Abstract and Introduction
Aims: Patients with atrial fibrillation (AF) have an increased risk of cardiovascular events and dementia, even if anticoagulated. Hypertension is highly prevalent in AF population; however, the optimal blood pressure (BP) target for AF patients remains unknown.
Methods and Results: We conducted subgroup analysis of the Systolic Blood Pressure Intervention Trial (SPRINT) to examine whether AF modified the treatment effects of intensive BP control on cardiovascular and cognitive outcomes using Cox proportional hazards regression and likelihood ratio tests. Among 9361 randomized participants, 778 (8.3%) had baseline AF, and 695 (89.3%) completed at least one follow-up cognitive assessment. Intensive BP control reduced the similar relative risk of cardiovascular events irrespective of the presence of AF, with all interaction P-values > 0.05. Patients with AF experienced a greater absolute risk reduction in the composite primary cardiovascular outcome (12.3 vs. 5.6 events per 1000 person-years) with intensive treatment, compared with those without AF. However, intensive BP control increased the risk of probable dementia in patients with AF [hazard ratio (HR), 2.22; 95% confidence interval (CI), 1.03–4.80], while reducing the dementia risk in patients without AF (HR, 0.75; 95% CI, 0.60–0.95; P = 0.009 for interaction). There were no significant interactions between the presence of AF and intensive BP treatment for mild cognitive impairment.
Conclusion: Patients with AF experienced greater absolute cardiovascular benefits with intensive BP treatment, but may need to be cautious of an increased risk of dementia. This post hoc analysis should be considered as hypothesis generating and merit further study.
Clinical Trial Registration: URL: https://www.clinicaltrials.gov. Unique identifier: NCT01206062.
Atrial fibrillation (AF) is a major public health burden worldwide, being associated with an increased risk of cardiovascular events, mortality, and cognitive decline. Even with effective anticoagulation, the risk of mortality remains high in patients with AF. Interventions beyond anticoagulation, are needed to further improve outcomes in AF.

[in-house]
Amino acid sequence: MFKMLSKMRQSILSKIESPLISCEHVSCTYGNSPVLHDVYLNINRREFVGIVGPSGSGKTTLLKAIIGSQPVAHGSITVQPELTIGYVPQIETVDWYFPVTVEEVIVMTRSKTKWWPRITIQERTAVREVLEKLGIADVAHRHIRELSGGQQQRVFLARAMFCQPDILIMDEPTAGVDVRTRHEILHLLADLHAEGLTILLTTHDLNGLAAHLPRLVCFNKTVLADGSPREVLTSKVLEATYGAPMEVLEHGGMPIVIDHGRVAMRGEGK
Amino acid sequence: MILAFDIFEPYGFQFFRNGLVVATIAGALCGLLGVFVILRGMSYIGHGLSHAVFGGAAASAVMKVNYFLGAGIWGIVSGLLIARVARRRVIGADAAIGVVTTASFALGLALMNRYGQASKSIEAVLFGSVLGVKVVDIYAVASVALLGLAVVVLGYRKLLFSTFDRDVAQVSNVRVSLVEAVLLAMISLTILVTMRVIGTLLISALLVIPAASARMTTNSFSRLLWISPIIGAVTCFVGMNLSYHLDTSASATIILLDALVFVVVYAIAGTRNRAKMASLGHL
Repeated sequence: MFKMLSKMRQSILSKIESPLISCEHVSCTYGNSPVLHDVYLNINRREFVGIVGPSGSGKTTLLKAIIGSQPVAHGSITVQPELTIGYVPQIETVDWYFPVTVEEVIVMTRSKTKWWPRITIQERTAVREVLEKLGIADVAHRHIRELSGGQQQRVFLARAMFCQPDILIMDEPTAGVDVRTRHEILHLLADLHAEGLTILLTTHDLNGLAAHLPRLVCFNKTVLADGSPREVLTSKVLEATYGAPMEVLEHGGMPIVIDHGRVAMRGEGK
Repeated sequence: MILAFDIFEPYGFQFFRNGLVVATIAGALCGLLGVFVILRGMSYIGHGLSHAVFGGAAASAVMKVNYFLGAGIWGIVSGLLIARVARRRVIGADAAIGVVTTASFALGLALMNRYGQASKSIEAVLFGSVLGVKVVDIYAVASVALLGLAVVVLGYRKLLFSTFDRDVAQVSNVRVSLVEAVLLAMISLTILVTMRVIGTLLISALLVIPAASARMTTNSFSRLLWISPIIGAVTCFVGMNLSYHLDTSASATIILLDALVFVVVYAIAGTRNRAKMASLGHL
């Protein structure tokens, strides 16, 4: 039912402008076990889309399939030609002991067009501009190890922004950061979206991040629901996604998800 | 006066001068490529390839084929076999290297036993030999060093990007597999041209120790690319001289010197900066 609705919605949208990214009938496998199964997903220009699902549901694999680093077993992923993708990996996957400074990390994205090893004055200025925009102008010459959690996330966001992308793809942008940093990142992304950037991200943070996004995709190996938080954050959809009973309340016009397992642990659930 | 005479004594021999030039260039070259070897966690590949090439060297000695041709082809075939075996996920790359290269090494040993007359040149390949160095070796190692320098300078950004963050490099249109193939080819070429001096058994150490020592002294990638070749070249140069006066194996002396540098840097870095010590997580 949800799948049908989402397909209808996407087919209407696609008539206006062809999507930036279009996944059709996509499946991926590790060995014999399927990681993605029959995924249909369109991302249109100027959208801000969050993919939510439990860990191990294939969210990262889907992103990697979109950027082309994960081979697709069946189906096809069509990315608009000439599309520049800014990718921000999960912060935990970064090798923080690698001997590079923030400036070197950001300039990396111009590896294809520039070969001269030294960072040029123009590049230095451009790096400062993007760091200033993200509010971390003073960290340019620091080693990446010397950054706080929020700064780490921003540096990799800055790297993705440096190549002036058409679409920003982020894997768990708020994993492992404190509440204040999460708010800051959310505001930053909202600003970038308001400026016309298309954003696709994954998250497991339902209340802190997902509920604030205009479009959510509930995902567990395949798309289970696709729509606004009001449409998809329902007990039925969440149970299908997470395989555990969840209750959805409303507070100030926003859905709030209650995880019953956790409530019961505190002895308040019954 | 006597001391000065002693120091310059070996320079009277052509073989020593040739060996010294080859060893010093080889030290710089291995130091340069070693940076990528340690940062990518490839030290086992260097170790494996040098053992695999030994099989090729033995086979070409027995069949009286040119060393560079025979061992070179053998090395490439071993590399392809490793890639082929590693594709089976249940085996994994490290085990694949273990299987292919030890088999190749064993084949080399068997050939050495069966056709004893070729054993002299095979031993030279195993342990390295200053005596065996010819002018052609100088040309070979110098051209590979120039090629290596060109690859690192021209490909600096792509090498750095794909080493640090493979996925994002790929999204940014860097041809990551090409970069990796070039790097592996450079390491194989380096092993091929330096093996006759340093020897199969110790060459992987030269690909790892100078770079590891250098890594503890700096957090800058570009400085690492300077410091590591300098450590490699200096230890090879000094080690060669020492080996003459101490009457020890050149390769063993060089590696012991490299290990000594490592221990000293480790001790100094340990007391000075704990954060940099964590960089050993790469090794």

Hypertension is highly prevalent in AF population, and has been identified as a modifiable risk factor for cardiovascular and cognitive risks. However, the optimal blood pressure (BP) target for AF patients remains unknown. Observational studies with a potential effect of reverse casuality, suggested a J-curve relationship between BP levels with cardiovascular outcomes and dementia risk in patients with AF.[2–4] Atrial fibrillation increases beat-to-beat BP variability, which raises the concern about the potential risk of hypoperfusion and its impact on vascular and cognitive function. A recent meta-analysis of clinical trials indicated that patients with AF derived similar relative benefits from BP-lowering treatment. Nevertheless, the achieved BP levels in these studies were higher than the current guideline recommendations. Insights into the effects of intensive BP control with lower targets on clinical outcomes are critical for informing optimal management of AF patients.
The Systolic Blood Pressure Intervention Trial (SPRINT) has demonstrated a lower risk of major cardiovascular events and probable dementia or mild cognitive impairment (MCI) with intensive treatment by targeting a systolic BP (SBP) of <120 mmHg, as compared with <140 mmHg.[7,8] We, therefore, use the SPRINT data to assess whether the effects of intensive BP control on cardiovascular and cognitive outcomes vary by the presence or absence of AF.
Europace. 2022;24(10):1560-1568. © 2022 Oxford University Press
Copyright 2007 European Heart Rhythm Association of the European Society of Cardiology (ESC). Published by Oxford University Press. All rights reserved.